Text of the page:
My wife is from Oregon, where blueberries can really grow. On our visits up there I’ve seen what healthy blueberry bushes are supposed to look like. Mine don’t look like those. But my blueberries do look better and produce more now than they did when I started trying them out about seven years back. I have learned a couple things about growing blueberries in Southern California that I think are worth sharing.
As you’ll read any time you read anything about blueberries, they need soil with a low pH, around 5 according to this University of California publication. We don’t have such soil in Southern California. In the two different gardens I’ve tested my unadulterated soil, they have registered about 7. (I tested with a Luster Leaf Rapitest pH Soil Tester.)
So the easiest, surest, smartest way around that is to grow your blueberries in a pot with a purchased soil mix that is already in its preferred pH range. I’ve got a friend who grows wonderful blueberries in a half wine-barrel.
I, on the other hand, have always gone the hard way and grown them in the ground and tried to alter the pH of the good old earth around the root zone of my blueberry plants. Some say this isn’t even possible. I’ve heard many people say blueberries won’t do well long-term in Southern California in the ground. But I know that there are commercial growers doing it, and I also have another friend who lives near me and has a couple blueberries doing well in the ground after 15 years. My oldest plant has been in the ground for seven years and it looks as good today as it ever has. No doubt though, I’ve done numerous things to try to get the soil right. That’s a constant battle.
When I planted them I mixed peat moss into the planting hole. I’ve continuously added acidic items to the soil surface: oak leaves, pine needles, coffee grounds, and lots of extra rainwater (which has a lower pH than the imported tap water of Southern California — about 5.6 compared to about 8.4 for my particular water district).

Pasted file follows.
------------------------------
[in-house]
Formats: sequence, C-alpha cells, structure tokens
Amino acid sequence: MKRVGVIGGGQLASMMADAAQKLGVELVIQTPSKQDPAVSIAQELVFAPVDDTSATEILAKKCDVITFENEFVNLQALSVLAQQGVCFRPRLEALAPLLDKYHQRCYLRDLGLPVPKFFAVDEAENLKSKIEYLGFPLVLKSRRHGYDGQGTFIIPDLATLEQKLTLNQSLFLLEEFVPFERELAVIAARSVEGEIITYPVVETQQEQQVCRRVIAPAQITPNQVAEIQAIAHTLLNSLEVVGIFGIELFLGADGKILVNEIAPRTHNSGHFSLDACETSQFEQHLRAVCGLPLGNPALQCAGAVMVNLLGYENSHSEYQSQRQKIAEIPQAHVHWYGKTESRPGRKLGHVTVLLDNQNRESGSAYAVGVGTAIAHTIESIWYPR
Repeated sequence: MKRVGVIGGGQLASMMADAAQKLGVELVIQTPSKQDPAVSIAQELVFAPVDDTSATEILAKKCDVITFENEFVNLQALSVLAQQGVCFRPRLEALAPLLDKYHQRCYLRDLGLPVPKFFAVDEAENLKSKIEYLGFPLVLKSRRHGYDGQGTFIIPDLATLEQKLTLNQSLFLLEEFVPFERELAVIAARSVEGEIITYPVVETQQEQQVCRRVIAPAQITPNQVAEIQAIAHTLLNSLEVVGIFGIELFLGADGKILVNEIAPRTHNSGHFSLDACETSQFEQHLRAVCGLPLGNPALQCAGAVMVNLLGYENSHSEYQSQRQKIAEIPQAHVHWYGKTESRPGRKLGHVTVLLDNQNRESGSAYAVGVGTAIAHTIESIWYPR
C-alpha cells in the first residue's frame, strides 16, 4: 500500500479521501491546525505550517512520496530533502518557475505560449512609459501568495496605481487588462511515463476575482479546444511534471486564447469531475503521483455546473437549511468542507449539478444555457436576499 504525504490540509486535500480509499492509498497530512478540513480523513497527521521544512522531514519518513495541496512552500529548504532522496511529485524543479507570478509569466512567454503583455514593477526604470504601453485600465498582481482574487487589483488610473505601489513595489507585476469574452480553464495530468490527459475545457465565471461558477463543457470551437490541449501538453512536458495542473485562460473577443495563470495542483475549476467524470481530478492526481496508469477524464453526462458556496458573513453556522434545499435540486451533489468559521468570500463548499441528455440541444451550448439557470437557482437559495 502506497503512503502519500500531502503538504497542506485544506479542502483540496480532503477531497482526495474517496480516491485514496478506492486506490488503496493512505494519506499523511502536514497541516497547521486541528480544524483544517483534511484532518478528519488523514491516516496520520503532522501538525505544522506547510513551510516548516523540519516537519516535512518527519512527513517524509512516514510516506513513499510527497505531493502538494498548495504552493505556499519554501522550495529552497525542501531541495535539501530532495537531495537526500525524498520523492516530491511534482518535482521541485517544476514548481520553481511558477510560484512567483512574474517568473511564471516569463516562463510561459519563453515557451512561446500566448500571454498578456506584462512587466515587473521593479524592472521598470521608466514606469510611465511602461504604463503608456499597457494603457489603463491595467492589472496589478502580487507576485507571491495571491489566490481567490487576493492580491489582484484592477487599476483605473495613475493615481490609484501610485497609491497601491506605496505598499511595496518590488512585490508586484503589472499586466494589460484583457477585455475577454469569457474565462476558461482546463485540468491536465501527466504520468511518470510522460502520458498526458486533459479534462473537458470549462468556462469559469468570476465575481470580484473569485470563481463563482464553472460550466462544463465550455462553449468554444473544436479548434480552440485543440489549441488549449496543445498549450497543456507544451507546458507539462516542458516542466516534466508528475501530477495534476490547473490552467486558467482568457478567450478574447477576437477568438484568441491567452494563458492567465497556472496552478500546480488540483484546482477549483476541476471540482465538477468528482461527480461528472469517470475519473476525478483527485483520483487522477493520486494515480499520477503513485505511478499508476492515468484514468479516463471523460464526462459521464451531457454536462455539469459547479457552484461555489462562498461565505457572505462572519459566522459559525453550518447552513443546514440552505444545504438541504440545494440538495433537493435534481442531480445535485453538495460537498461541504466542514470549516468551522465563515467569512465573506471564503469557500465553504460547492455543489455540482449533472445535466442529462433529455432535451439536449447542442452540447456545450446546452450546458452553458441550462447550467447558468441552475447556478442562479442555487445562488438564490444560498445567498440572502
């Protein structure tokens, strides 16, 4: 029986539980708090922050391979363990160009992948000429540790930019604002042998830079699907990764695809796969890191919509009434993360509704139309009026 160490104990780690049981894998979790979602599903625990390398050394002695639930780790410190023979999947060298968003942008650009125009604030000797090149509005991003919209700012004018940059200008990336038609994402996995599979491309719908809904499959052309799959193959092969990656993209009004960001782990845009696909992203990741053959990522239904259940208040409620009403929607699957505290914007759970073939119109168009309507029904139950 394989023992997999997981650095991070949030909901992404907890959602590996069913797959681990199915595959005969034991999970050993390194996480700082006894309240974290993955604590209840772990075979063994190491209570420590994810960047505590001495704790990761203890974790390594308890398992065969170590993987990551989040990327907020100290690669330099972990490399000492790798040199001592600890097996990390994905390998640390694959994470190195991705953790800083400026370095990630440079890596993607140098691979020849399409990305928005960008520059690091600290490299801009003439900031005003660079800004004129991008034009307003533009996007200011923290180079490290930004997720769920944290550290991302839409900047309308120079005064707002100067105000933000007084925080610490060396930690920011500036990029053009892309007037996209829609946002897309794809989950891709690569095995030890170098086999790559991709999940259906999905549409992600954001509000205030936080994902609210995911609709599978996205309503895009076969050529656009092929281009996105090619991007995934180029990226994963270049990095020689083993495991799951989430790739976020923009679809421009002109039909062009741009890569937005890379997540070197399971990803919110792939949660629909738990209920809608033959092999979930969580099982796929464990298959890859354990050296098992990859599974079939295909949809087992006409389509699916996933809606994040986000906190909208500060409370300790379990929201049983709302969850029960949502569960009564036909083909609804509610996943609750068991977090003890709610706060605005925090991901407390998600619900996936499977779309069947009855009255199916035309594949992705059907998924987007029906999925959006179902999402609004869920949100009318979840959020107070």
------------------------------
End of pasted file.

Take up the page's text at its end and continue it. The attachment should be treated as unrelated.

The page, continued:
Yet my plants still began to show chlorosis (leaves with yellowing between the veins). It’s said to be due to a deficiency of iron when the soil’s high pH doesn’t allow for the root’s intake of iron. So I bought a box of soil sulfur, but nothing much improved. Then I bought a box of aluminum sulfate and incorporated some of it into the soil.
It was unusual for me to buy boxes of sulfur and aluminum sulfate, and I was uncomfortable applying them to my soil. I try to be careful about, and aware of, what I add to my soil. In fact, these blueberry plants are the only things in my yard that I’ve added anything to besides compost and wood chips. But my blueberries were obviously struggling and my decision was between giving up on growing blueberries or adding these chemicals. I decided to try the sulfur and then the aluminum sulfate mostly as an experiment to see if they worked.
Because I’ve done so many things, I can’t say for sure what the effect of each addition has been. But my suspicion is that aluminum sulfate has had a bigger and quicker effect than anything else. After I added some for the first time last year (to lower pH), my plants showed almost immediate appreciation with less chlorosis.